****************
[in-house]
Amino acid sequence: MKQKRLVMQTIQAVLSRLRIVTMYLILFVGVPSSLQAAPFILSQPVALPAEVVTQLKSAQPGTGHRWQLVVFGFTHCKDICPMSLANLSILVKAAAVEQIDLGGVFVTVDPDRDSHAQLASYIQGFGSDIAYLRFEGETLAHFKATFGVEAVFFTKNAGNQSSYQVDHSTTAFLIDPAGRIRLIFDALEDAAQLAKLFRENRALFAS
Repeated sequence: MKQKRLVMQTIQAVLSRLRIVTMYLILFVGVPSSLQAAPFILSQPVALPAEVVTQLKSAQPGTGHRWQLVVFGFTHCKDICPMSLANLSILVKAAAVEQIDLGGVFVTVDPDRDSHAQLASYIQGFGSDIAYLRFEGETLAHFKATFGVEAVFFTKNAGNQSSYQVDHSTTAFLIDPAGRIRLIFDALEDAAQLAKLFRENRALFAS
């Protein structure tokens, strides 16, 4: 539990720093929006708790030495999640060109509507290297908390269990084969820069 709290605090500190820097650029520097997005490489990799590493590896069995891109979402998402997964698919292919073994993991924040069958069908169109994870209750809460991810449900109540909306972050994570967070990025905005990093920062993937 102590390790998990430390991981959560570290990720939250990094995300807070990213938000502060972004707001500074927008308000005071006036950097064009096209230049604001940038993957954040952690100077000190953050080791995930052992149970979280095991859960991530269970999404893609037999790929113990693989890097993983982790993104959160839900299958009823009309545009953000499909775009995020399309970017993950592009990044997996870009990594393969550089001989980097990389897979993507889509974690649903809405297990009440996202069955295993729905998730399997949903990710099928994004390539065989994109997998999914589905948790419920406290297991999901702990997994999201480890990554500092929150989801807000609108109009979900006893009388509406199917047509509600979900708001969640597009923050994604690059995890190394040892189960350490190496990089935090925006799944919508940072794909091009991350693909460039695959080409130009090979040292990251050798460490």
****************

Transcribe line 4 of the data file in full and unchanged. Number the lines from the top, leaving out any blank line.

């Protein structure tokens, strides 16, 4: 539990720093929006708790030495999640060109509507290297908390269990084969820069 709290605090500190820097650029520097997005490489990799590493590896069995891109979402998402997964698919292919073994993991924040069958069908169109994870209750809460991810449900109540909306972050994570967070990025905005990093920062993937 102590390790998990430390991981959560570290990720939250990094995300807070990213938000502060972004707001500074927008308000005071006036950097064009096209230049604001940038993957954040952690100077000190953050080791995930052992149970979280095991859960991530269970999404893609037999790929113990693989890097993983982790993104959160839900299958009823009309545009953000499909775009995020399309970017993950592009990044997996870009990594393969550089001989980097990389897979993507889509974690649903809405297990009440996202069955295993729905998730399997949903990710099928994004390539065989994109997998999914589905948790419920406290297991999901702990997994999201480890990554500092929150989801807000609108109009979900006893009388509406199917047509509600979900708001969640597009923050994604690059995890190394040892189960350490190496990089935090925006799944919508940072794909091009991350693909460039695959080409130009090979040292990251050798460490």